Information management programs like data warehouses and master data management are being used to improve the analytic capabilities of retail organizations. This is being done to enable the natural follow-on to those activities that would place higher costs on long transport of items. Call it an economic “re-localization” or whatever you wish, but it is an inevitable result of current trends taken into the future. Did you know, from the supply side, the food industry operates under the presumption that the average piece of food we (U.S.A. citizens) purchase travels over a thousand miles from its origin!? This is only scalable when oil/gas is cheap.

Information management is naturally immune to heavy transport costs – at least on the surface. However, much of information management is an enabler of other highly affected industries like retail, consumer goods and energy. Some great thinkers in these industries are getting ready with their information for a continued increase in gas prices to the point where transport will become a primary determinant of product mix.

In the future, and who knows how long, if trends continue, people will come to be aware of and appreciate the production abilities of the land in their region. In a sense, the world may get bigger rather than smaller in our future.


Posted June 25, 2006 2:32 PM
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tdwi_BPA_2006_web.gif

The Data Warehousing Institute recently named its 2006 annual list of "best practice" award winners. A CSI client is a winner. Business Intelligence has become the “center of the universe” for the AmerisourceBergen Specialty Group (ABSG). This is no more evident then when you visit the main page of the ABSG website (www.absg.com). Two words are repeated and have become the mantra for ABSG employees in 2006 - “Knowledge Driven". Now that's radical!


Posted June 21, 2006 12:10 PM
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I'm back from doing an MDM strategy in Saudi Arabia and trying to catch up on everything. So, Bill Gates, the richest man in the world, is stepping down in 2008 from his Microsoft post. Well, it's not like he has more to accomplish. Though he didn't start with rags, the riches he has achieved is beyond belief. He was the right person doing the right thing at the right time. What a journey!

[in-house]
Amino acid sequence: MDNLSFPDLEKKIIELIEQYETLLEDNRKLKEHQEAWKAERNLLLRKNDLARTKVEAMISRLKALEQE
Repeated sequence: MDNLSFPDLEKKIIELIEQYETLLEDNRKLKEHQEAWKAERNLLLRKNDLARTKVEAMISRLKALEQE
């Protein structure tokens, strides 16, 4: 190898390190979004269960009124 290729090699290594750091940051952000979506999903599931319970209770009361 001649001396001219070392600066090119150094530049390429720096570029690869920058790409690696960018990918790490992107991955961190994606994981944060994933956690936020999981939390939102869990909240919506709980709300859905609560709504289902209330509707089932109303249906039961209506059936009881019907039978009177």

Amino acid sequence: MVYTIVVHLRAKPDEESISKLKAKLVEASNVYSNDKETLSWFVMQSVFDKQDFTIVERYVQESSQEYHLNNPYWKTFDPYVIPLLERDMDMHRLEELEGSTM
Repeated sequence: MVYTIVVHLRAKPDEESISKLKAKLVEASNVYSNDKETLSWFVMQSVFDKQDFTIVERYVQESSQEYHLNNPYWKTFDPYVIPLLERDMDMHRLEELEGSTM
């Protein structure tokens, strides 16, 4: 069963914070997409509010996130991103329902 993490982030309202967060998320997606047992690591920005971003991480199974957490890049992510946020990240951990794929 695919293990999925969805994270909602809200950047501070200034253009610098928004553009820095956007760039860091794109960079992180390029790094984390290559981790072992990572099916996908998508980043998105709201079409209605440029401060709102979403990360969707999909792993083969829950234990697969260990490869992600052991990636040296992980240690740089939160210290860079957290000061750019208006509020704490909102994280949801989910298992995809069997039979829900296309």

I hope this is just the beginning of a second, more important, calling for Bill and Melinda. The Gates philanthropic endeavors are legendary, supporting world needs and making a difference in the lives of the sick and impoverished, especially in Africa, which desperately needs the world's help.

If somebody has to be the richest man in the world, I am certainly glad it's Bill Gates.


Posted June 20, 2006 9:09 AM
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When I come across an interesting use of technology, whether related to business intelligence or not, I like to bring it to you here. This shop owner invented a device that apparently emits an irritating high pitch that he cannot hear himself (he used his daughter to test it) but is designed to rid the teenage hangouts from loitering about his place of business. Since we lose ranges of hearing as we age, only the younger set (under 30 is mentioned) should hear it and be repelled by it.

Teenagers, however, have taken the technology over to their advantage by using it for ring tones in classrooms where teachers cannot hear it.

Ahh, technology. I'll call that even. Read about it here.

I tested it with my 9-yr. old son and, while I can still hear it, I cannot hear it as well as he can. Listen here (to the tone or to silence depending on your hearing.) ;-)


Posted June 18, 2006 6:16 PM